Sheila Jordan & Yoko Miwa Return To Thelonious Monkfish On May 5!
NEA Jazz Master Sheila Jordan will be the headliner of the Thelonious Monkfish 2017 Jazz Festival. She’ll be joined once again by the Yoko Miwa Trio, following their acclaimed collaboration last year. The group will play sets at 8 pm and 10 pm on May 5. GET YOUR TICKETS NOW!
Plus, there’s also a master class on May 6 at 1:30 pm. Tickets are available here.
And don’t forget to buy tickets to Yoko’s Regattabar show on May 19 in celebration of her new album, Pathways.
ABOUT SHEILA JORDAN
Raised in poverty in Pennsylvania’s coal mining country, Sheila Jordan began singing as a child and by the time she was in her early teens was working semi-professionally in Detroit clubs. Her first great influence was Charlie Parker and, indeed, most of her influences have been instrumentalists rather than singers. Working chiefly with black musicians, she met with disapproval from the white community but persisted with her career. She was a member of a vocal trio, Skeeter, Mitch And Jean (she was Jean), who sang versions of Parker’s solos in a manner akin to that of the later Lambert, Hendricks and Ross. After moving to New York in the early 1950s, she married Parker’s pianist, Duke Jordan, and studied with Lennie Tristano, but it was not until the early 1960s that she made her first recordings. One of these was under her own name, the other was “The Outer View” with George Russell, which featured a famous 10-minute version of “You Are My Sunshine.”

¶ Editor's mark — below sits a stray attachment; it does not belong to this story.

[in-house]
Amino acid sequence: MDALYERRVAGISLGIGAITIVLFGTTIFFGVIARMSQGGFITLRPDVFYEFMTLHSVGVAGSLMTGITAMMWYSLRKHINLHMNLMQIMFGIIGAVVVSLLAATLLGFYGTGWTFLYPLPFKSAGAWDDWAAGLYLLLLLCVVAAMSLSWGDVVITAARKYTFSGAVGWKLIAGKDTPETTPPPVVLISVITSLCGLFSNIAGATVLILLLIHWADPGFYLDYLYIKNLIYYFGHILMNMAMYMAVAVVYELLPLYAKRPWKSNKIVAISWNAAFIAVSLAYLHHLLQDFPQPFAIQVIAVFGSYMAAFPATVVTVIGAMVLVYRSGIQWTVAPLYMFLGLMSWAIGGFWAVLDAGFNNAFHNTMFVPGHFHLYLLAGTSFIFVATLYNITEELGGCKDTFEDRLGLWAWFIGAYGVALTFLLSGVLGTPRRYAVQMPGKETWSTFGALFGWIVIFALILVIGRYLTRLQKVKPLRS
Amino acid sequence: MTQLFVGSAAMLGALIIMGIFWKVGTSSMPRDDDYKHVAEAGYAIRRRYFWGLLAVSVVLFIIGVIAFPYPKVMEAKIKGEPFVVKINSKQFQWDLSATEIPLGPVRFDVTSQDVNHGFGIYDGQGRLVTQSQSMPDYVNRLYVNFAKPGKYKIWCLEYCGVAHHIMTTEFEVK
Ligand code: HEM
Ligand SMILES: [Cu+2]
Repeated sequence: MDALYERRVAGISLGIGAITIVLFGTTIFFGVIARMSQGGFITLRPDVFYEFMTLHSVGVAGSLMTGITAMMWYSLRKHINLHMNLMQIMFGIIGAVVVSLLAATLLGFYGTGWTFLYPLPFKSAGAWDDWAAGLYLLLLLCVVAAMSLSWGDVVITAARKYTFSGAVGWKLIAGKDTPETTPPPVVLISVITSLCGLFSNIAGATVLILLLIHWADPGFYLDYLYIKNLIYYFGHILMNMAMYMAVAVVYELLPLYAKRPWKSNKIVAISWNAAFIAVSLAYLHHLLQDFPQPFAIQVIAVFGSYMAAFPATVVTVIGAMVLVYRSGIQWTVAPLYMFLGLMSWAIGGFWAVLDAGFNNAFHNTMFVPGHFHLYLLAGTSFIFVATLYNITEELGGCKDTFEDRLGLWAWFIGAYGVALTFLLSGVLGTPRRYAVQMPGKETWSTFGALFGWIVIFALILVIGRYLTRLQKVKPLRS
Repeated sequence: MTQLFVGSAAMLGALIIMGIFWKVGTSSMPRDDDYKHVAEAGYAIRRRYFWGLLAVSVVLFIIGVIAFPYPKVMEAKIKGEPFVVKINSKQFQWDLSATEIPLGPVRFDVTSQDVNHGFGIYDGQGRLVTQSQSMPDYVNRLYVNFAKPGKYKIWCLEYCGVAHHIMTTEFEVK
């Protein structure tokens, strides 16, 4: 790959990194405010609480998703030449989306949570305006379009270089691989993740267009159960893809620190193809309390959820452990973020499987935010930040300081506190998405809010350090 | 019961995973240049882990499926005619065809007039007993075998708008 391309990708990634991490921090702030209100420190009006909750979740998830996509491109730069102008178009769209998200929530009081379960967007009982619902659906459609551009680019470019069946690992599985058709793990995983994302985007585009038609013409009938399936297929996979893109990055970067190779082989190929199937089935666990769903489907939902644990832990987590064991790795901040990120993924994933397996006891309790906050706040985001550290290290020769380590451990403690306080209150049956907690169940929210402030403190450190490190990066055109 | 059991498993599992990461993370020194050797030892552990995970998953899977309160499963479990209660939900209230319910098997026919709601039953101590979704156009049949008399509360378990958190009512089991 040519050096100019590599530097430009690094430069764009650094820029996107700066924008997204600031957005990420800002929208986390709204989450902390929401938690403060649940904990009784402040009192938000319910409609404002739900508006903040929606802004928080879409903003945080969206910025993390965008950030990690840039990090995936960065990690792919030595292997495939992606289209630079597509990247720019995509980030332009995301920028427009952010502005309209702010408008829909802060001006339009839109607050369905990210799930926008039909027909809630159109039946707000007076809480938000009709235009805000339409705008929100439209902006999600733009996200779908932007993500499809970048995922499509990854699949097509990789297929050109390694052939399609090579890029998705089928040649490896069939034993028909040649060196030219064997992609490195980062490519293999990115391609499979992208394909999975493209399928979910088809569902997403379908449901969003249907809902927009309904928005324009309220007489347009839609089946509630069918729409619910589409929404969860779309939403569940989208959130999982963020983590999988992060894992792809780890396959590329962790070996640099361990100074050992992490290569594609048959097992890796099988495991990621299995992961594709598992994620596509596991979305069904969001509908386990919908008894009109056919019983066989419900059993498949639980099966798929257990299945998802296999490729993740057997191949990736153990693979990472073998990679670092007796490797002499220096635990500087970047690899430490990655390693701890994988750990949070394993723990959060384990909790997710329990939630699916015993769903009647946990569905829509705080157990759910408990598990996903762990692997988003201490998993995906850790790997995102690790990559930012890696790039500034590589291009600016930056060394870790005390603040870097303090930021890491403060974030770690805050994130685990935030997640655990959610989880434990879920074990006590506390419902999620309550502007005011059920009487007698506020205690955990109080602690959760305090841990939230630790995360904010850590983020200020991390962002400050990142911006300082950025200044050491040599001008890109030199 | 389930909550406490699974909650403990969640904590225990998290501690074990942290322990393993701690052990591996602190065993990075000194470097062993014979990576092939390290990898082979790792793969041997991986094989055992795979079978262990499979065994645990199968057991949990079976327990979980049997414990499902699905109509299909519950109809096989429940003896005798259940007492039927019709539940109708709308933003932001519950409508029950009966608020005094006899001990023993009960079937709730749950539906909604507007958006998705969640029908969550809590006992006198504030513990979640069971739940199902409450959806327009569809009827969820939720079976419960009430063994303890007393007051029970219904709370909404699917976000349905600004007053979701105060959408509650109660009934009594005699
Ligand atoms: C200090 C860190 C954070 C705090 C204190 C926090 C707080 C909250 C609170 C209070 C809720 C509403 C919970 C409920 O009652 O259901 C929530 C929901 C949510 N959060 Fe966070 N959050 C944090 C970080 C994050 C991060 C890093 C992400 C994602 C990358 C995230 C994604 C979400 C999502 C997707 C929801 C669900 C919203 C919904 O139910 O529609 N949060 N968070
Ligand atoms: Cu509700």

In the mid 1960s Jordan’s work encompassed jazz liturgies sung in churches and extensive club work, but her appeal was narrow even within the confines of jazz. By the late 1970s audiences had begun to understand her uncompromising style a little more and her popularity increased—as did her appearances on record, which included albums with pianist Steve Kuhn, whose quartet she joined, and an album, Home, comprising a selection of Robert Creeley’s poems set to music and arranged by Steve Swallow. A 1983 duo set with bassist Harvie Swartz, “Old Time Feeling,” comprises several of the standards Jordan regularly features in her live repertoire, while 1990’s “Lost and Found” pays tribute to her bebop roots. Both sets display her unique musical trademarks, such as the frequent and unexpected sweeping changes of pitch, which still tend to confound an uninitiated audience. Her preference to the bass and voice set led to another remarkable collaboration with bassist Cameron Brown, whom she has been performing with all over the world for more than ten years so far and they have released the live albums “I’ve Grown Accustomed to the Bass” and “Celebration.”
Entirely non-derivative, Jordan is one of only a tiny handful of jazz singers who fully deserve the appellation and for whom no other term will do. Now in her eighties, Jordan continues to make creative, important music and inspire new generations of jazz artists. In 2012 she received the highest honor in jazz – a Jazz Masters Award from the National Endowment for the Arts in 2012.